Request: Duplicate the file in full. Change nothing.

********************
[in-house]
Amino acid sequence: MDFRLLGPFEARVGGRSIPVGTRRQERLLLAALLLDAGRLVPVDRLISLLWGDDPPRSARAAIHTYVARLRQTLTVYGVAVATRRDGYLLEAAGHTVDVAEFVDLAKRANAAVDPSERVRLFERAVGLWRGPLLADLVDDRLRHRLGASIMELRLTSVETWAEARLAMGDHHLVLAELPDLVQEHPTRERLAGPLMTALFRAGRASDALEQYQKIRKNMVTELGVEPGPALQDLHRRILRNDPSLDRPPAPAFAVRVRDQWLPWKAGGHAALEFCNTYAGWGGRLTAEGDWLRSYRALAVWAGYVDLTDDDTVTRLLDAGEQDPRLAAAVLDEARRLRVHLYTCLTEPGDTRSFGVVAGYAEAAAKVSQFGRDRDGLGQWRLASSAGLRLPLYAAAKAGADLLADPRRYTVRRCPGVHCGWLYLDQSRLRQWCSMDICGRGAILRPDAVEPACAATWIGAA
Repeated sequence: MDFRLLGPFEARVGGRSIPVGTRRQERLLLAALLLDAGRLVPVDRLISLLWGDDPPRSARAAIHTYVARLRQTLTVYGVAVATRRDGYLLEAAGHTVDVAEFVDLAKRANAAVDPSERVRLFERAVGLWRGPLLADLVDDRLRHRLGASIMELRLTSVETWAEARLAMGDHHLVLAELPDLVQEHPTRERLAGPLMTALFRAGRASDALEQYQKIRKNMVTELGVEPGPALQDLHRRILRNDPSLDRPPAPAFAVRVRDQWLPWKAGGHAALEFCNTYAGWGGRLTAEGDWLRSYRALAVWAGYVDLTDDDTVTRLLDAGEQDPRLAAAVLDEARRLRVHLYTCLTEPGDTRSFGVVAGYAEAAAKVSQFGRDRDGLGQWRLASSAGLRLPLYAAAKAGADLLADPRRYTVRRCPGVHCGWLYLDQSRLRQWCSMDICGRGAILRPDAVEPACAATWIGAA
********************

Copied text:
[in-house]
Amino acid sequence: MDFRLLGPFEARVGGRSIPVGTRRQERLLLAALLLDAGRLVPVDRLISLLWGDDPPRSARAAIHTYVARLRQTLTVYGVAVATRRDGYLLEAAGHTVDVAEFVDLAKRANAAVDPSERVRLFERAVGLWRGPLLADLVDDRLRHRLGASIMELRLTSVETWAEARLAMGDHHLVLAELPDLVQEHPTRERLAGPLMTALFRAGRASDALEQYQKIRKNMVTELGVEPGPALQDLHRRILRNDPSLDRPPAPAFAVRVRDQWLPWKAGGHAALEFCNTYAGWGGRLTAEGDWLRSYRALAVWAGYVDLTDDDTVTRLLDAGEQDPRLAAAVLDEARRLRVHLYTCLTEPGDTRSFGVVAGYAEAAAKVSQFGRDRDGLGQWRLASSAGLRLPLYAAAKAGADLLADPRRYTVRRCPGVHCGWLYLDQSRLRQWCSMDICGRGAILRPDAVEPACAATWIGAA
Repeated sequence: MDFRLLGPFEARVGGRSIPVGTRRQERLLLAALLLDAGRLVPVDRLISLLWGDDPPRSARAAIHTYVARLRQTLTVYGVAVATRRDGYLLEAAGHTVDVAEFVDLAKRANAAVDPSERVRLFERAVGLWRGPLLADLVDDRLRHRLGASIMELRLTSVETWAEARLAMGDHHLVLAELPDLVQEHPTRERLAGPLMTALFRAGRASDALEQYQKIRKNMVTELGVEPGPALQDLHRRILRNDPSLDRPPAPAFAVRVRDQWLPWKAGGHAALEFCNTYAGWGGRLTAEGDWLRSYRALAVWAGYVDLTDDDTVTRLLDAGEQDPRLAAAVLDEARRLRVHLYTCLTEPGDTRSFGVVAGYAEAAAKVSQFGRDRDGLGQWRLASSAGLRLPLYAAAKAGADLLADPRRYTVRRCPGVHCGWLYLDQSRLRQWCSMDICGRGAILRPDAVEPACAATWIGAA